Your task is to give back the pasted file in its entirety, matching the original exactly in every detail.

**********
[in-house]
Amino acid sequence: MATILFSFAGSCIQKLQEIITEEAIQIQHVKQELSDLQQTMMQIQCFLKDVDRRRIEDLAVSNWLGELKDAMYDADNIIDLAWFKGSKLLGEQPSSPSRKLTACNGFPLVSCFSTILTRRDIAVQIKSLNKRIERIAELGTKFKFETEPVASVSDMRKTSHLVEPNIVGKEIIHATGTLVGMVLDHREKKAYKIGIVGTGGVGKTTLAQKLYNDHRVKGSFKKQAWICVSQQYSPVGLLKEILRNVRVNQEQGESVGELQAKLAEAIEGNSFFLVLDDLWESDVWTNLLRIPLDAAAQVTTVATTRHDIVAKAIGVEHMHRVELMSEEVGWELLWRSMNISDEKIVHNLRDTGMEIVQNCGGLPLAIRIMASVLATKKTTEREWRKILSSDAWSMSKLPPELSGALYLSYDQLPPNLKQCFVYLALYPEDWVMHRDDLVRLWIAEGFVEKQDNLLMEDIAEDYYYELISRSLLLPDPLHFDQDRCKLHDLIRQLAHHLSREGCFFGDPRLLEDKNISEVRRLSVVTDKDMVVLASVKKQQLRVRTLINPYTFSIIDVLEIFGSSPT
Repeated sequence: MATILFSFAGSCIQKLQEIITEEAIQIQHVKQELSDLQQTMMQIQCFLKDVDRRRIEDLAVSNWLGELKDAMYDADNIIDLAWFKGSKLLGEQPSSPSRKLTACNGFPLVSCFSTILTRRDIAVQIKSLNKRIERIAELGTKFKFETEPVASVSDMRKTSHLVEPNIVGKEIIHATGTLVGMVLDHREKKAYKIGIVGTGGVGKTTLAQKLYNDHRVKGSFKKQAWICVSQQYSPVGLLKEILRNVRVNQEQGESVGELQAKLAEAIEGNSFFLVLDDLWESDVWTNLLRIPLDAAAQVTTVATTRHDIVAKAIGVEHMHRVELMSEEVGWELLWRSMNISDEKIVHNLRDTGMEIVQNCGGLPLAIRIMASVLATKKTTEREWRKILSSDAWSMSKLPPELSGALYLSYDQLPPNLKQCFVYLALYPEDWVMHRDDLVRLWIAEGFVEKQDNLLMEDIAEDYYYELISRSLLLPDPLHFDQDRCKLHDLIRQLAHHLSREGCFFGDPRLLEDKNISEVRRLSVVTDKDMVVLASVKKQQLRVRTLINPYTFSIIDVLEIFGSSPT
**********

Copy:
[in-house]
Amino acid sequence: MATILFSFAGSCIQKLQEIITEEAIQIQHVKQELSDLQQTMMQIQCFLKDVDRRRIEDLAVSNWLGELKDAMYDADNIIDLAWFKGSKLLGEQPSSPSRKLTACNGFPLVSCFSTILTRRDIAVQIKSLNKRIERIAELGTKFKFETEPVASVSDMRKTSHLVEPNIVGKEIIHATGTLVGMVLDHREKKAYKIGIVGTGGVGKTTLAQKLYNDHRVKGSFKKQAWICVSQQYSPVGLLKEILRNVRVNQEQGESVGELQAKLAEAIEGNSFFLVLDDLWESDVWTNLLRIPLDAAAQVTTVATTRHDIVAKAIGVEHMHRVELMSEEVGWELLWRSMNISDEKIVHNLRDTGMEIVQNCGGLPLAIRIMASVLATKKTTEREWRKILSSDAWSMSKLPPELSGALYLSYDQLPPNLKQCFVYLALYPEDWVMHRDDLVRLWIAEGFVEKQDNLLMEDIAEDYYYELISRSLLLPDPLHFDQDRCKLHDLIRQLAHHLSREGCFFGDPRLLEDKNISEVRRLSVVTDKDMVVLASVKKQQLRVRTLINPYTFSIIDVLEIFGSSPT
Repeated sequence: MATILFSFAGSCIQKLQEIITEEAIQIQHVKQELSDLQQTMMQIQCFLKDVDRRRIEDLAVSNWLGELKDAMYDADNIIDLAWFKGSKLLGEQPSSPSRKLTACNGFPLVSCFSTILTRRDIAVQIKSLNKRIERIAELGTKFKFETEPVASVSDMRKTSHLVEPNIVGKEIIHATGTLVGMVLDHREKKAYKIGIVGTGGVGKTTLAQKLYNDHRVKGSFKKQAWICVSQQYSPVGLLKEILRNVRVNQEQGESVGELQAKLAEAIEGNSFFLVLDDLWESDVWTNLLRIPLDAAAQVTTVATTRHDIVAKAIGVEHMHRVELMSEEVGWELLWRSMNISDEKIVHNLRDTGMEIVQNCGGLPLAIRIMASVLATKKTTEREWRKILSSDAWSMSKLPPELSGALYLSYDQLPPNLKQCFVYLALYPEDWVMHRDDLVRLWIAEGFVEKQDNLLMEDIAEDYYYELISRSLLLPDPLHFDQDRCKLHDLIRQLAHHLSREGCFFGDPRLLEDKNISEVRRLSVVTDKDMVVLASVKKQQLRVRTLINPYTFSIIDVLEIFGSSPT